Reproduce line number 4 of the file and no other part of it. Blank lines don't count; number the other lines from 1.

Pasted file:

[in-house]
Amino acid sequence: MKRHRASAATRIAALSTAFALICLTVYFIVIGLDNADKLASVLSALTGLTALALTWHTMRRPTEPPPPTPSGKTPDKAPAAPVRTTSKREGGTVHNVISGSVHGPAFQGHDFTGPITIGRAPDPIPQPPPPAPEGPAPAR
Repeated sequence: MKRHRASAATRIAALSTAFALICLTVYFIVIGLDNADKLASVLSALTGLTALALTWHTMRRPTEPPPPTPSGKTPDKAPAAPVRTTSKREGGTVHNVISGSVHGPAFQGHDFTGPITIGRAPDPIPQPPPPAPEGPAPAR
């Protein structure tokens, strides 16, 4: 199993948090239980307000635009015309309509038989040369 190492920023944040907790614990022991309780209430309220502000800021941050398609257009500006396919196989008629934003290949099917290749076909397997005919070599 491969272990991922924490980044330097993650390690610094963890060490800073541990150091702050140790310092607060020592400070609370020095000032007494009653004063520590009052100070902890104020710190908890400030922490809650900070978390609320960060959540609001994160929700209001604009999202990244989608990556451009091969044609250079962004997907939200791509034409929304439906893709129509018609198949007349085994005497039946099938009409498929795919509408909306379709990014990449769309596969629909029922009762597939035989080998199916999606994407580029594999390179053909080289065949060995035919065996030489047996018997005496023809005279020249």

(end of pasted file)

């Protein structure tokens, strides 16, 4: 199993948090239980307000635009015309309509038989040369 190492920023944040907790614990022991309780209430309220502000800021941050398609257009500006396919196989008629934003290949099917290749076909397997005919070599 491969272990991922924490980044330097993650390690610094963890060490800073541990150091702050140790310092607060020592400070609370020095000032007494009653004063520590009052100070902890104020710190908890400030922490809650900070978390609320960060959540609001994160929700209001604009999202990244989608990556451009091969044609250079962004997907939200791509034409929304439906893709129509018609198949007349085994005497039946099938009409498929795919509408909306379709990014990449769309596969629909029922009762597939035989080998199916999606994407580029594999390179053909080289065949060995035919065996030489047996018997005496023809005279020249």